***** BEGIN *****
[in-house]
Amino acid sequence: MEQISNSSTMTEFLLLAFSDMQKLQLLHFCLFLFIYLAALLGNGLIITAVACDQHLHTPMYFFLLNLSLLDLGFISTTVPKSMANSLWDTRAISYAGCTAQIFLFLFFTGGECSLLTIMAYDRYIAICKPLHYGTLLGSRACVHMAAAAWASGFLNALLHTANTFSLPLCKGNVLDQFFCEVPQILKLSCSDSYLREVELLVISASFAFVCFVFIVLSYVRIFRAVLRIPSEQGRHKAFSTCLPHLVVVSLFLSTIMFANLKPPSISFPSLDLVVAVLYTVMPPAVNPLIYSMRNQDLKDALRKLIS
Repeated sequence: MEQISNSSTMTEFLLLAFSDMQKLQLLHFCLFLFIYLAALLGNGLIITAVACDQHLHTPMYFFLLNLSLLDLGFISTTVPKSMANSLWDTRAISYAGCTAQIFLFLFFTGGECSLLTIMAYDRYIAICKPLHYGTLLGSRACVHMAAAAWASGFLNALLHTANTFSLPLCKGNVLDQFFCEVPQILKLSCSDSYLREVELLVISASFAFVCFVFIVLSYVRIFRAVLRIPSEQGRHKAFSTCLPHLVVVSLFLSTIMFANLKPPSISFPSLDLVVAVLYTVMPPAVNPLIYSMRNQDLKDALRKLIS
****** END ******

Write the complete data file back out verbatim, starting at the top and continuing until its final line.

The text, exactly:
[in-house]
Amino acid sequence: MEQISNSSTMTEFLLLAFSDMQKLQLLHFCLFLFIYLAALLGNGLIITAVACDQHLHTPMYFFLLNLSLLDLGFISTTVPKSMANSLWDTRAISYAGCTAQIFLFLFFTGGECSLLTIMAYDRYIAICKPLHYGTLLGSRACVHMAAAAWASGFLNALLHTANTFSLPLCKGNVLDQFFCEVPQILKLSCSDSYLREVELLVISASFAFVCFVFIVLSYVRIFRAVLRIPSEQGRHKAFSTCLPHLVVVSLFLSTIMFANLKPPSISFPSLDLVVAVLYTVMPPAVNPLIYSMRNQDLKDALRKLIS
Repeated sequence: MEQISNSSTMTEFLLLAFSDMQKLQLLHFCLFLFIYLAALLGNGLIITAVACDQHLHTPMYFFLLNLSLLDLGFISTTVPKSMANSLWDTRAISYAGCTAQIFLFLFFTGGECSLLTIMAYDRYIAICKPLHYGTLLGSRACVHMAAAAWASGFLNALLHTANTFSLPLCKGNVLDQFFCEVPQILKLSCSDSYLREVELLVISASFAFVCFVFIVLSYVRIFRAVLRIPSEQGRHKAFSTCLPHLVVVSLFLSTIMFANLKPPSISFPSLDLVVAVLYTVMPPAVNPLIYSMRNQDLKDALRKLIS